Influences And Inspirations
(Strumming the guitar)
Hello again welcome to another chapter of Acoustic Snapshots and today briefly I’d like to talk about a couple or some of the players who have been very influencial in my style of playing. And these are guys who I have really kind of grown up listening to over the years since I started playing Mandolin. I started playing Mandolin actually when I was 20 I’ve been playing guitar for 10 years and I’m sort of frustrated finger style guitar player kind of stuck in one gear and I wanted to learn how to play some different kinds of music but the guitar didn’t seem like the vehicle form at that so I picked up the Mandolin. The first really great Mandolin player I heard play in person was the gentleman by the name of Bill Griffith who I still play with today in the cash valley grifftie. And he has a very unique style and Bill was just you know wonderfully percussive and powerful player and I’ve really enjoyed playing with him over the years first was in the guitar player so I get to kind of sit back and listen to him do this stuff. But he the grreat Mandolin player that I heard back in 1974 and actually he sold me my first really good Mandolin which was a 1918 Gibson A2 Mandolin.
And so, he got his first F5 and sold me his little Gibson A which I played for several years. Anyway Bill kind of get me started you know I heard him playing just knock my socks off and just knowing how to do that and so, I admire Bill greatly and he course his one of my mentors I considered. And I’m happy to still be playing with him today and another really great player who came along about the same time in my musical development is of course David Grisman; David is a fantastic composer and invented form a music basically kind of tongue of sheet called doug music and it was sort of bluegrass, and jazz, and gypsy swing, and Irish and you know a number of diferent acoustic styles melted together and it was hard to put a finger on that sound as far as what was really coming out. But the Mandond was the focal point and he composed most his own music so nobody else was really doing at that time and his an incredible player as well and I’m sort of just shooting out different names here for people forme to take note of’ if you haven’t heard of them already.And so, David is one of my probably my biggest influence on the Mandolin over the years since David Grisman my style kind of eveovle from listening to a lot of his stuff and I mean actually I know a few of histunes and can play them reasonably well but, mostly have just sort of was a merge in his style. And one thing I can tell you is if you listen to a player that you really admire you really get to know their sound inside and out like you just admired their tone, their attack or their phrasing and as well as the music. And if you really grab a whole of that I guarantee it that it will lead you to a style of your own don’t be afraid of if I study this guide too much I’m just gonna you know, if get good it just sound just like him and I’m just gonna imitate him well no,no your not really it’s kind of not really how it works and there are players who can mimic other players styles. But you know for the moist part you just kind of keep your creative ear open when your learning the stuff and just listening to it and the influence will grow off and you’ll eventually it will lead you to your own voice, your own sound.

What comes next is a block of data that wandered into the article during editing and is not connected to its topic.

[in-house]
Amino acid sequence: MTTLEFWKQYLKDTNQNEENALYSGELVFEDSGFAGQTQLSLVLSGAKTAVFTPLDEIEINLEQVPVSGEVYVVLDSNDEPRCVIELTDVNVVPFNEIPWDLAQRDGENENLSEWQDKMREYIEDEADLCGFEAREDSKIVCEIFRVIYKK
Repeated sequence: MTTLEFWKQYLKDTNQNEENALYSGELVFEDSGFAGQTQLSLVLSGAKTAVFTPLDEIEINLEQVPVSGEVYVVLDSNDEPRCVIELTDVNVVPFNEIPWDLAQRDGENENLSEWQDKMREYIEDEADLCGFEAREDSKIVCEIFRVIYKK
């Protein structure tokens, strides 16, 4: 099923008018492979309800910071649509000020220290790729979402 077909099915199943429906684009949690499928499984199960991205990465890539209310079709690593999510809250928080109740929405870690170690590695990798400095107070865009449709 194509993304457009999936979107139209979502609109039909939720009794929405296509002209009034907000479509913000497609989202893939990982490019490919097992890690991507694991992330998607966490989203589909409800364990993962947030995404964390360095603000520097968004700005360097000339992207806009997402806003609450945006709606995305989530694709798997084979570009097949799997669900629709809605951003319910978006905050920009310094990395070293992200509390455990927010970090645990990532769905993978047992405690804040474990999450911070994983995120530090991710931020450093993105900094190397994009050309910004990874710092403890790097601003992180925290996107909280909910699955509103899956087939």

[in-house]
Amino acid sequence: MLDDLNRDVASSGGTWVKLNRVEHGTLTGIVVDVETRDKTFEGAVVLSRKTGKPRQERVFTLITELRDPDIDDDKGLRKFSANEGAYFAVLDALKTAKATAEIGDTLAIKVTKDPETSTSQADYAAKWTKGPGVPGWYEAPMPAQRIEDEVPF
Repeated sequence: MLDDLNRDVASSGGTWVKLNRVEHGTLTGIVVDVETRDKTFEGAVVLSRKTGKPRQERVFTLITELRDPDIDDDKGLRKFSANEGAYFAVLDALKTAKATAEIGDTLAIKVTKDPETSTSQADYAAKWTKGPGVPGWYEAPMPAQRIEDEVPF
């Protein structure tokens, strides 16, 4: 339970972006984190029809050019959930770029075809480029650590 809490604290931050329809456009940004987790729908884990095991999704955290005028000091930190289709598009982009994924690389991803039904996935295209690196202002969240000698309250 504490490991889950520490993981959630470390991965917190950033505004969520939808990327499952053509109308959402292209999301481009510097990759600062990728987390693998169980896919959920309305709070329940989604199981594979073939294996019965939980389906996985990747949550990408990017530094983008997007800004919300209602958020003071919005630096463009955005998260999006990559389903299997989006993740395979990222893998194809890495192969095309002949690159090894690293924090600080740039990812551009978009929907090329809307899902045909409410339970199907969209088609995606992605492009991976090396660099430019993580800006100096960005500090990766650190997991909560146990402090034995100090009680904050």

So David is one of my greatest influences and I can’t possible get everyone who influence me over the years you know of course Jethro Burns, Mr. Bill Monroe the father of bluegrass you know I just love his playing and another player who I also admired greatly over the years is Sam Bush his very powerful player his been around the bluegrass circuit for over 40 years now and his still gooing strong and his an incredible player, effortless and powerful and you should check Sam he plays his Mandolin like it’s a more like it’s a rock n’ roll guitarist; his quite a showman but his excellent, excellent player and one of the greats and younger player coming out although his not so young anymore I guess his about 28 years old now Chris Thile and his probably technically the most proficient Mandolin player out there today. His eventually can play any style, and he just sometimes we’re in the Chris and decides I just gonna quit. But I met Chris when he was about 7 years old his somewhat of a child prodigy and his already playing incredibly mature stuff on the Mandolin, eventhough at that time it look like a guitar on but he was obviously great gifted and you know but he, unlike a lot of gifted children he didn’t interest you know, he love the Mandolin and he continue to practice for hours everyday. And today his probably you know it’s all a matter of taste but you know pound for pound his probably the most kick ass guy out there right now. And there’s a lot of young players coming out in Chris’ foot step in his shadow kind of. And emuliating his style, so check out Chris Thile if you haven’t heard of him already played with the band Nicke Creek and now his doing his own band The Punch Brothers is also quite composer too his composing pieces you know Classical pieces from Mandolin just performing with orchestras, very virtuostic and very fun to watch. So you know I probably have to save it for another chapter any other players in which great influence on my style and you know kind of help me, humble player that I am today. So there you have it we will see you next time.
(Strumming the guitar)